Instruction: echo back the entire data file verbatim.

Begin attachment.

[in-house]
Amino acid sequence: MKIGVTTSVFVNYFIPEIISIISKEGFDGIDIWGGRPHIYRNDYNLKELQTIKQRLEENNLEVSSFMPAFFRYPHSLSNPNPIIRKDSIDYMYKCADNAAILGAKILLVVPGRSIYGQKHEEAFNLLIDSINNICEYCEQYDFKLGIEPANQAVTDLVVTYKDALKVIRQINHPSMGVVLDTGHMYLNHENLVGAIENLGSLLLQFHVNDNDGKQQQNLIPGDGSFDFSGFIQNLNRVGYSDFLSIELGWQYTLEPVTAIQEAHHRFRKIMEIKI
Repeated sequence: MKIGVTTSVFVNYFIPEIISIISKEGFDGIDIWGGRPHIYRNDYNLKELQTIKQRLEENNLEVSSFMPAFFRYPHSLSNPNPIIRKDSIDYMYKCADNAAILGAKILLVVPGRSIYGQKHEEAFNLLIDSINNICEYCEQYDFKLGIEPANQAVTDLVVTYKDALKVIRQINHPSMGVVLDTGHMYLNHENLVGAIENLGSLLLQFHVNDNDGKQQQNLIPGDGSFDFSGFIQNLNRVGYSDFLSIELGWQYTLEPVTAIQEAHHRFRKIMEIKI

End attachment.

[in-house]
Amino acid sequence: MKIGVTTSVFVNYFIPEIISIISKEGFDGIDIWGGRPHIYRNDYNLKELQTIKQRLEENNLEVSSFMPAFFRYPHSLSNPNPIIRKDSIDYMYKCADNAAILGAKILLVVPGRSIYGQKHEEAFNLLIDSINNICEYCEQYDFKLGIEPANQAVTDLVVTYKDALKVIRQINHPSMGVVLDTGHMYLNHENLVGAIENLGSLLLQFHVNDNDGKQQQNLIPGDGSFDFSGFIQNLNRVGYSDFLSIELGWQYTLEPVTAIQEAHHRFRKIMEIKI
Repeated sequence: MKIGVTTSVFVNYFIPEIISIISKEGFDGIDIWGGRPHIYRNDYNLKELQTIKQRLEENNLEVSSFMPAFFRYPHSLSNPNPIIRKDSIDYMYKCADNAAILGAKILLVVPGRSIYGQKHEEAFNLLIDSINNICEYCEQYDFKLGIEPANQAVTDLVVTYKDALKVIRQINHPSMGVVLDTGHMYLNHENLVGAIENLGSLLLQFHVNDNDGKQQQNLIPGDGSFDFSGFIQNLNRVGYSDFLSIELGWQYTLEPVTAIQEAHHRFRKIMEIKI